The Art Of The Spectacular On Kids Ocean Day

The Art Of The Spectacular On Kids Ocean Day

More than 1,000 children and a 150 volunteers on Repulse Bay Beach in Hong Kong spectacularly formed a human aerial art spectacular as part of Kids Ocean Day in the form of a shark with a detached fin.

The children then moved in unison to re-attach the fin, symbolizing the improved health of the ocean environment. International artist John Quigley (shown on left) created the extravaganza that was based on an original sketch by the winner of the children’s drawing competition.

The 1,000 children formed the artwork on a large scale on the beach. The event was preceded by a week of ocean talks at local school assemblies. Kids Ocean Week delivered an environmental education program, designed to motivate children to care about beaches and the ocean ecosystem and what they can do in their own neighborhoods to reduce the impact on the ocean environment. The program included an emphasis on recycling and waste reduction which is an important topic in Hong Kong’s community.

Kids Ocean Day is organized by Hong Kong’s Ocean Recovery Alliance and the Los Angeles organizations Malibu Foundation and Spectral Q with assistance from performance consultancy Bonza Pie, visual and creative agency LHK Media and Tai Tam Tuk Eco Education Centre.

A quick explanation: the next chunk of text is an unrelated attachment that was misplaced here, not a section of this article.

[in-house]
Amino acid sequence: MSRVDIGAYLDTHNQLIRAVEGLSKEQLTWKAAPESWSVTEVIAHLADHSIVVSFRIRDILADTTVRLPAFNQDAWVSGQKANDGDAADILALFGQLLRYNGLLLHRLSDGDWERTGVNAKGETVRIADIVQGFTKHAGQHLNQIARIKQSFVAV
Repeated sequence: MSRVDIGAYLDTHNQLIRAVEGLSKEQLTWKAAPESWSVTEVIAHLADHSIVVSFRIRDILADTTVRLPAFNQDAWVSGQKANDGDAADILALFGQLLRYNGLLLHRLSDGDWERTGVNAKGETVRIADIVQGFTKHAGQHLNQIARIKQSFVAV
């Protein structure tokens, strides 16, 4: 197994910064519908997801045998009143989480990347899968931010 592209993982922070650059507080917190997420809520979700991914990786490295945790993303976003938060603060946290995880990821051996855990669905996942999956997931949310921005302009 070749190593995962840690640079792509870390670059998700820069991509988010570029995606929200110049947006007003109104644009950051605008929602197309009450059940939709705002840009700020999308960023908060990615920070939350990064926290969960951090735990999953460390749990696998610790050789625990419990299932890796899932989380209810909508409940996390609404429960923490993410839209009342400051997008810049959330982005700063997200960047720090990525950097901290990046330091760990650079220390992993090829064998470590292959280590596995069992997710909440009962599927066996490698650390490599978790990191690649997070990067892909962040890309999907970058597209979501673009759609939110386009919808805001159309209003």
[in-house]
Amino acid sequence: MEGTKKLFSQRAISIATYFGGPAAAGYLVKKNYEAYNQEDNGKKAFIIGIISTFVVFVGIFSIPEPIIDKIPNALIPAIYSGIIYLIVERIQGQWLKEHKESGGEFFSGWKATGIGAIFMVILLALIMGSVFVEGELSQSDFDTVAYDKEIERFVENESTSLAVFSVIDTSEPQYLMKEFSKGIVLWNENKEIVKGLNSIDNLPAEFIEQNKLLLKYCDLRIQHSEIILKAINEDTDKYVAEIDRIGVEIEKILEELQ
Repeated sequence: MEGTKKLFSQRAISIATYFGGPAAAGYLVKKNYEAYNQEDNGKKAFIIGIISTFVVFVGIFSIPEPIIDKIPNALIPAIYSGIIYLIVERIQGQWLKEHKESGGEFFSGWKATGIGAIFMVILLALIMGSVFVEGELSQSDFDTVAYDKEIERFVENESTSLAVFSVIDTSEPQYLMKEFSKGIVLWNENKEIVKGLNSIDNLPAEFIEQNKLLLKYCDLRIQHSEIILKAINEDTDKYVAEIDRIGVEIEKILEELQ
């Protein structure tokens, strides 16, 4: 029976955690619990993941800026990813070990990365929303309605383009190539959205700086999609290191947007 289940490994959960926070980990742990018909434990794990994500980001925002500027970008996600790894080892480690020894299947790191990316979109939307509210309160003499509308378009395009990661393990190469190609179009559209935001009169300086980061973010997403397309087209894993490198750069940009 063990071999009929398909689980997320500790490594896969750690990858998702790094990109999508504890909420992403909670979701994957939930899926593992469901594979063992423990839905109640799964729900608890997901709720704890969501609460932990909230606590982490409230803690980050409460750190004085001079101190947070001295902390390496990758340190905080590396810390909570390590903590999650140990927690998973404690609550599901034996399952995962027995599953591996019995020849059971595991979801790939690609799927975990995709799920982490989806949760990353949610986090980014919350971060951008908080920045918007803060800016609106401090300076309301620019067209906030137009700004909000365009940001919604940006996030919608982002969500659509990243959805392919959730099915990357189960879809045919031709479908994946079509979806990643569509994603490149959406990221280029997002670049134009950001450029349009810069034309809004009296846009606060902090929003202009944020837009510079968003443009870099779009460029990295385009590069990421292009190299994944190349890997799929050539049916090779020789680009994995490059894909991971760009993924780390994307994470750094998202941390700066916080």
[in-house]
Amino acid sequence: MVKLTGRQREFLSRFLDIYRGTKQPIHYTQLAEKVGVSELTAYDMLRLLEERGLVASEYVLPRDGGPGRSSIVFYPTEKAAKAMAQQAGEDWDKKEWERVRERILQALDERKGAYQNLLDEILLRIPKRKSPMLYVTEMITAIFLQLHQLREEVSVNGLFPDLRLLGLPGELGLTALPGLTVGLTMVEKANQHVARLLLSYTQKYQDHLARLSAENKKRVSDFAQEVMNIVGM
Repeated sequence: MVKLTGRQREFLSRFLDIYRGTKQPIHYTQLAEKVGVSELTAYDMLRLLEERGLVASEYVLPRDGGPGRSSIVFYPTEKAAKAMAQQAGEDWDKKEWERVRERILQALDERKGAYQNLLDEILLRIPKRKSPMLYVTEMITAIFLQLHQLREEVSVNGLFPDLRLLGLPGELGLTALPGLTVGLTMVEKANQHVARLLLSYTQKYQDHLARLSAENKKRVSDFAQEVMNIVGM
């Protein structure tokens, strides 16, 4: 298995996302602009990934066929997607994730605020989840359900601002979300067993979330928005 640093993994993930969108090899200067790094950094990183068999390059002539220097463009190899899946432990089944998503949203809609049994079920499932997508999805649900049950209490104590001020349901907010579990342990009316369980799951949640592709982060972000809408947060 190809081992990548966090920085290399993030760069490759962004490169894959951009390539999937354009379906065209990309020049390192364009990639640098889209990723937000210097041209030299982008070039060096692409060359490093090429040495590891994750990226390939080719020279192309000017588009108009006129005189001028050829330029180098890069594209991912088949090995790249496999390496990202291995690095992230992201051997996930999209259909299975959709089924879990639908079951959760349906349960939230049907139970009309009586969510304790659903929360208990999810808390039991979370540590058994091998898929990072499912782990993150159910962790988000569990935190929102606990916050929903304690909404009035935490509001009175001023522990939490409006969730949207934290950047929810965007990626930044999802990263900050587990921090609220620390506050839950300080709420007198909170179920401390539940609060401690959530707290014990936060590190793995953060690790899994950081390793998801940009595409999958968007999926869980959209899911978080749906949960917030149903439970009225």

The goal of Kids Ocean Week is to raise awareness and understanding about the health of the ocean and its ecosystem to Hong Kong’s youths. This unique program started with a drawing competition within both local and international schools. The winning picture was a design based on the theme “What Does the Ocean Have to Say?” “Today the children have spoken out as a group, using art as a way of expressing themselves to initially create the shape of a shark which lost its fin. As a critical connection in the food chain, which regulates the health of the ocean, their image sends a message to all of us that sharks are important for our own well being. The children who formed the fin, then joined their friends and peers in the main art display, creating a healthy and happy looking shark which signified their hope in protecting these animals,” says Doug Woodring, Event Organizer and Founder of Ocean Recovery Alliance.

“The group aerial art experience encourages cooperation and gives voice to the aspirations and dreams of the students. It’s beautiful to see how these kids inspire others to care for the environment with their creativity.” says artist John Quigley, the founder of Spectral Q and the Kids Ocean Day Aerial Art Program.

Photos of the event are posted here. Video to follow shortly.

Copyright © 2013 by World Open Water Swimming Association
Steven Munatones